Dealing with databases

We have looked at building a basic address book database system. Address Book 1 stored its data in a flat file format - that is, plain text. The problem with storing data like this is that it is inefficient to search the entire address book line by line to locate a particular entry. Moreover, to search multiple fields of an entry - such as last name and suburb - required additional code.

Python vs. PHP: Choosing your next project's language

Database systems attempt to address this problem by storing data in mathematical patterns to speed retrieval. They also offer simple interfaces to these (quite complex) underlying algorithms so that the programmer does not need to worry about the best way to store and retrieve data for an application. As such, the programmer can work on developing the application without worrying too much about the data itself.

PHP includes interfaces for at least 20 different databases, including embedded databases such as dbm and Berkeley DB; popular commercial SQL databases including Oracle, IBM DB2, MS SQL and Sybase; as well as several sophisticated open source SQL databases including PostgreSQL and MySQL.

Embedded databases are a good place to begin when learning how to build database-backed applications. They are 'embedded' because they are accessed from within the application, unlike many SQL databases, which require network connections.

PHP provides a Database Abstraction (DBA) layer for several database systems, including dbm, ndbm, gdbm, Berkeley DB2 and DB3 (www.sleepycat.com) and cdb. This interface allows PHP developers to build basic data stores for their PHP applications with little fuss.

UNIX-style operating systems usually ship with at least one of the supported databases. PHP is not built to support embedded databases by default. Information on how to do this can be found at http://www.php.net/manual/en/ref.dba.php.

Application

This example creates a database and stores some informationin it.


<HTML>
<BODY>
<?
$id = dba_open("/tmp/hereshow.db","n","db3");
if(!$id) {
    exit("Could not open database /tmp/hereshow.db");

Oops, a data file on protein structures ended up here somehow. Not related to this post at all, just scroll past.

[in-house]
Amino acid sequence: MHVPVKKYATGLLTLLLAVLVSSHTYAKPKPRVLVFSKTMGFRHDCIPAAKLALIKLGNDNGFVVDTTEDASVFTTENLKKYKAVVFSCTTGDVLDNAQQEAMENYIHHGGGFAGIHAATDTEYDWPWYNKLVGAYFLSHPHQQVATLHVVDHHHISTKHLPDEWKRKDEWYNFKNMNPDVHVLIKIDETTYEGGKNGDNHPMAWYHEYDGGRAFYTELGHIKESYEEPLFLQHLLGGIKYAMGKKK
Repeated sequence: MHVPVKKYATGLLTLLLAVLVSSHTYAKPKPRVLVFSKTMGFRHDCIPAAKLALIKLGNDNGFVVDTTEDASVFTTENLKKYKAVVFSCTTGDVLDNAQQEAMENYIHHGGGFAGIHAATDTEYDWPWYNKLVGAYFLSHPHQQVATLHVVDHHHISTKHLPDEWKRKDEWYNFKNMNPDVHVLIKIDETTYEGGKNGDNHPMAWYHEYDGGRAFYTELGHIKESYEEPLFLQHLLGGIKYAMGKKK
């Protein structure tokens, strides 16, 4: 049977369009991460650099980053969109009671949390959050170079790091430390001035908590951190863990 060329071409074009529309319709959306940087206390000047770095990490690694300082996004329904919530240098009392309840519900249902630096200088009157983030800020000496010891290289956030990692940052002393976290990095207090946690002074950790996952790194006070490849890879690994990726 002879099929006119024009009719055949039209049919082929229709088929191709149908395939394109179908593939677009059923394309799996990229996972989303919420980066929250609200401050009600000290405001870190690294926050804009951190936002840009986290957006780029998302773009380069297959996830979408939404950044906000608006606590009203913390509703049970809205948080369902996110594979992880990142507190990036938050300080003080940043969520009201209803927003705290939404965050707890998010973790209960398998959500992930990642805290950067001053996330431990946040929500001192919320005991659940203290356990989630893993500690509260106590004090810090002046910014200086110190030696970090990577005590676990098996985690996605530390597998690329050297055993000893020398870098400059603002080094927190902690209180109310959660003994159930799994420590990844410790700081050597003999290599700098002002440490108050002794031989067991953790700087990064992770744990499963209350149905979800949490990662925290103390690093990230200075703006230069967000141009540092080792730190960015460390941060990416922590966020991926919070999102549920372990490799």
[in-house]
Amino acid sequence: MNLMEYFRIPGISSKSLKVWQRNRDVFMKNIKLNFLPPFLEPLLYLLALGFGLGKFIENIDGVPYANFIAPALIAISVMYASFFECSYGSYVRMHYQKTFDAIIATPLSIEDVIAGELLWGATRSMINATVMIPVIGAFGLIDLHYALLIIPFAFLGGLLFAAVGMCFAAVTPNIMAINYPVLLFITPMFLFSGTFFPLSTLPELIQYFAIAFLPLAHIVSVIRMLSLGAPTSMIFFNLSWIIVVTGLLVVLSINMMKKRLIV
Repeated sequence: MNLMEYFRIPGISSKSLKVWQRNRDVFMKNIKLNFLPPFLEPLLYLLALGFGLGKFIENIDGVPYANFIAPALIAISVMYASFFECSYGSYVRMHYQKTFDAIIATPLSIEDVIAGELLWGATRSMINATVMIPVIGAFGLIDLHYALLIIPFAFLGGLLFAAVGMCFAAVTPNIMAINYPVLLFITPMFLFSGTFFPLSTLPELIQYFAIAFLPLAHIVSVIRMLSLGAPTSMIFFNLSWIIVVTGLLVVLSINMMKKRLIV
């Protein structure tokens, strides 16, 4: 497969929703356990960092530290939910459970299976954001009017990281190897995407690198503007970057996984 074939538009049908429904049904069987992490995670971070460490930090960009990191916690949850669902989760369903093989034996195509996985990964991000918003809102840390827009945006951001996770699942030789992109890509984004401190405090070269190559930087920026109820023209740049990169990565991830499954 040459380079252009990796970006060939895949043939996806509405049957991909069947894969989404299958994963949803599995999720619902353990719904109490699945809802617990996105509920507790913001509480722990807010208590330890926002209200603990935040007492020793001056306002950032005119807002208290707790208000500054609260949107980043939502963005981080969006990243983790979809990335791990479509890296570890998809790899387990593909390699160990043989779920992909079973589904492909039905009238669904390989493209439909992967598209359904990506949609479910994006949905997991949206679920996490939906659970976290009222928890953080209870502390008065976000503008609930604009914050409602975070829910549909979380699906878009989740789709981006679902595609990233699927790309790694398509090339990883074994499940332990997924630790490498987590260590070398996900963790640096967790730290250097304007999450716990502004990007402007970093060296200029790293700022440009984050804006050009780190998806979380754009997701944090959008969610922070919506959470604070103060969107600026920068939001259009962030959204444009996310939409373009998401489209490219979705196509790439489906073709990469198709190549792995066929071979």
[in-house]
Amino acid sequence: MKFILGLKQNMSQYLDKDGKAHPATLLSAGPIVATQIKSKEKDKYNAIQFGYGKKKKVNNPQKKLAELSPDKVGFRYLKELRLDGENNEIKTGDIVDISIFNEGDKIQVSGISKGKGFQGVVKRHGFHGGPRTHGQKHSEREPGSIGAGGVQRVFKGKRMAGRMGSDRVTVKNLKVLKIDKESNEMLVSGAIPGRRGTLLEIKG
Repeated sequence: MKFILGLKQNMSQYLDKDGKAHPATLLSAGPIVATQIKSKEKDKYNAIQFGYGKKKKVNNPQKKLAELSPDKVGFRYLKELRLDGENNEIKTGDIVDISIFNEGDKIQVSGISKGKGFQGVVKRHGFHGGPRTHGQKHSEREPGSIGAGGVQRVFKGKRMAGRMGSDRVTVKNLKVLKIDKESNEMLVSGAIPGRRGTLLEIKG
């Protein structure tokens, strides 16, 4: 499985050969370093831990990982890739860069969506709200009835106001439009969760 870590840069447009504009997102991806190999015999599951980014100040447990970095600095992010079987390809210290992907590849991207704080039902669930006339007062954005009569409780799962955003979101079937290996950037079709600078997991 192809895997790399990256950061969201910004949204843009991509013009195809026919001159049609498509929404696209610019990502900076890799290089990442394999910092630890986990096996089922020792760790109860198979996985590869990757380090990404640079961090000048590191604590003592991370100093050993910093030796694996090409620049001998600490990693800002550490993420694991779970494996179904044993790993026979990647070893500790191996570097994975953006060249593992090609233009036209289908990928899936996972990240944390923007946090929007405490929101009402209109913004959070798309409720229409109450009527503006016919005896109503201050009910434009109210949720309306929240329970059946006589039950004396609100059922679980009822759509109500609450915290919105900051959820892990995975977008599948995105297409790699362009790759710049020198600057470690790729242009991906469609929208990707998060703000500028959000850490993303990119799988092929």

}
                                                                                
$key = time();
                                                                                
if(!dba_insert($key,"Time in seconds",$id)) {
    dba_close($id);
    exit("Could not update database /tmp/hereshow.db");
} else {
    echo "Successfully updated database with key = $key<br/>";
}
                                                                                
if(($value = dba_fetch($key,$id))) {
    echo "Found key $key with value $value<br/>";
} else {
    echo "Could not find key $key<br/>";
}
                                                                                
dba_close($id);
?>
</BODY>
</HTML>

When accessed from a PHP-enabled Web server, this script creates a Berkeley DB3 database with the function dba_open(). This function accepts three arguments. The first is the full path to and filename of the database; in the example, this is set to /tmp/hereshow.db. The second argument is the mode in which to open the database; we have used the mode "n". This means that the database will be created if it does not exist or deleted and recreated if it does exist. It is then opened with read and write access. The third argument is the database driver to use - in this case, db3 means Berkeley DB3 (this script will work with all of the supported databases).

A full list of database modes and drivers can be found at http://www.php.net/manual/en/ref.dba.php.

The dba_open() function returns a database handler $id which is used in conjunction with the other dba functions. In the example script, if $id is set to false, dba_open() could not open the database and the script fails.

If $id is valid, the script attempts to insert some data into the databases with the function dba_insert(). This function takes three arguments: the first is the 'key', the next is the value of the key and the third is the database handler.

A database key is an identifier that can be used by the application to locate stored information. In the current example, the script is inserting only trivial data for the key. The power of key-based searching reveals itself when you consider the embedded database as a solution to a problem with Address Book 1. When used to search the data file, the script tested every line to see if it held a last name - more than 90 per cent of the time, it didn't.

Replaced with an embedded database system, the last name could be made the key to the database while the rest of the data could be inserted as the value (the second argument to dba_insert()) related to that key. Better still, by default the DBA layer creates B-Tree structured databases - the performance of which greatly outstrips that of linear searching.

The third argument to dba_insert() is the database identifier.

Finally, the last block of code in the example retrieves the data written to the database with the key $key. If the key is found (which it always should be in this example) then the data is returned to the user; otherwise, an error is raised. Test this by altering the value of $key after the data is inserted in the database. The script will return an error.

After this, the database handler is closed. As with fopen(), this is necessary in order to save data written to the database.

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Gavin Sherry

PC World

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